Apr 13
Photo of angel shark resting, camouflaged on the seabed

Angel shark (Squatina squatina)

Species: Angel shark (Squatina squatina)

Status: Critically Endangered (CR)

Interesting Fact: With its flat body and large pectoral fins, the angel shark more closely resembles a large ray than a shark.

The angel shark is a large, stocky fish with strong jaws and sharp, needle-like teeth. An ambush predator, it spends the day lying buried in mud or sand with just its eyes protruding, and bursts out with impressive speed to catch fish, crustaceans and molluscs. Female angel sharks give birth to up to 25 pups after a gestation period of 8 to 10 months. The angel shark historically occurred from Norway to North Africa, the Canary Islands and the Mediterranean and Black Seas, but it has now vanished from many parts of its former range.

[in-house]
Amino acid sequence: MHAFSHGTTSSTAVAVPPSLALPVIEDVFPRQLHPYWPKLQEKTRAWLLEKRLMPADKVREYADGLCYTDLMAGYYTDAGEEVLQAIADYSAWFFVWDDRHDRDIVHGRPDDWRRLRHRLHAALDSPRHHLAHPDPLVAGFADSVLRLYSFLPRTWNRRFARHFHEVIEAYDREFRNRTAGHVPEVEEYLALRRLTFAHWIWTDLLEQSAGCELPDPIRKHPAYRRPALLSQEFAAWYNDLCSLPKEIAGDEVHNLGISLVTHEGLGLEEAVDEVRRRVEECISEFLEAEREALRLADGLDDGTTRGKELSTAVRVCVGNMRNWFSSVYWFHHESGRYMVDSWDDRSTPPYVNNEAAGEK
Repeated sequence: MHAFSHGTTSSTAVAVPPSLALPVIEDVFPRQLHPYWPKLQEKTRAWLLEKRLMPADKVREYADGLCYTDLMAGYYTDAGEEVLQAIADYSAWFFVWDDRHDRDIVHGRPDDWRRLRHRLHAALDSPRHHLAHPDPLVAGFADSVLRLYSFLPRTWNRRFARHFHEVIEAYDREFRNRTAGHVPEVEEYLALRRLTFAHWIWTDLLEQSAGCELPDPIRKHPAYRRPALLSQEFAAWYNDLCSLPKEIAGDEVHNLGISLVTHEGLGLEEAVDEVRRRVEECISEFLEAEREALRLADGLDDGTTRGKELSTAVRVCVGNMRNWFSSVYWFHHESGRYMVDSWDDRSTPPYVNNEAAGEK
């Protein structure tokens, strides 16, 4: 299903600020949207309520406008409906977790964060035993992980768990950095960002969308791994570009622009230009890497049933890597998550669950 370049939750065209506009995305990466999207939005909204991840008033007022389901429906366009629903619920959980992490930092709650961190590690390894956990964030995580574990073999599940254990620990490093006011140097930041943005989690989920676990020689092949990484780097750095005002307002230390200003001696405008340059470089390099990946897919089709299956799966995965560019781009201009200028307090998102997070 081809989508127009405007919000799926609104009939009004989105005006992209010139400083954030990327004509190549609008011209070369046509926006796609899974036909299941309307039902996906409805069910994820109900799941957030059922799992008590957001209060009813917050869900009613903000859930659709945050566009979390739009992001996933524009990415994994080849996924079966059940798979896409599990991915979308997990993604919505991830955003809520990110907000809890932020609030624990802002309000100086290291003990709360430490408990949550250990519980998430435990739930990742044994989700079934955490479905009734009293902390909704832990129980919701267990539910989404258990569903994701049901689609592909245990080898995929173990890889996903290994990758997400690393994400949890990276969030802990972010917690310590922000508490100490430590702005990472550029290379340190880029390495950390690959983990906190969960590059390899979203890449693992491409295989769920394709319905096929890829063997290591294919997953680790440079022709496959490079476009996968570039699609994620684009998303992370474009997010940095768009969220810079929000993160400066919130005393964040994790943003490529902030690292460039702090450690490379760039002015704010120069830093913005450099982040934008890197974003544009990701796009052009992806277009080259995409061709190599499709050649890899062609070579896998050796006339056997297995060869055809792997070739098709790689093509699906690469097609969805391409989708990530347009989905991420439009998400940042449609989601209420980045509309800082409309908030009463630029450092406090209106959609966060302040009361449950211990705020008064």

Although the angel shark is not a major target of fisheries, its habit of lying on the ocean bottom makes it vulnerable to becoming bycatch in trawl fisheries. As a result, its populations have undergone a dramatic decline. Like other Squatina species, the angel shark is protected within three Balearic Islands marine reserves, where fishing for these sharks is banned. However, more research is needed to better understand the status of the angel shark across its range, so that appropriate conservation measures can be put in place to protect it.

Find out more about the conservation of sharks and rays at Save Our Seas Foundation, Project Aware and The Shark Trust.

See images and videos of the angel shark on ARKive.

Liz Shaw, ARKive Text Author

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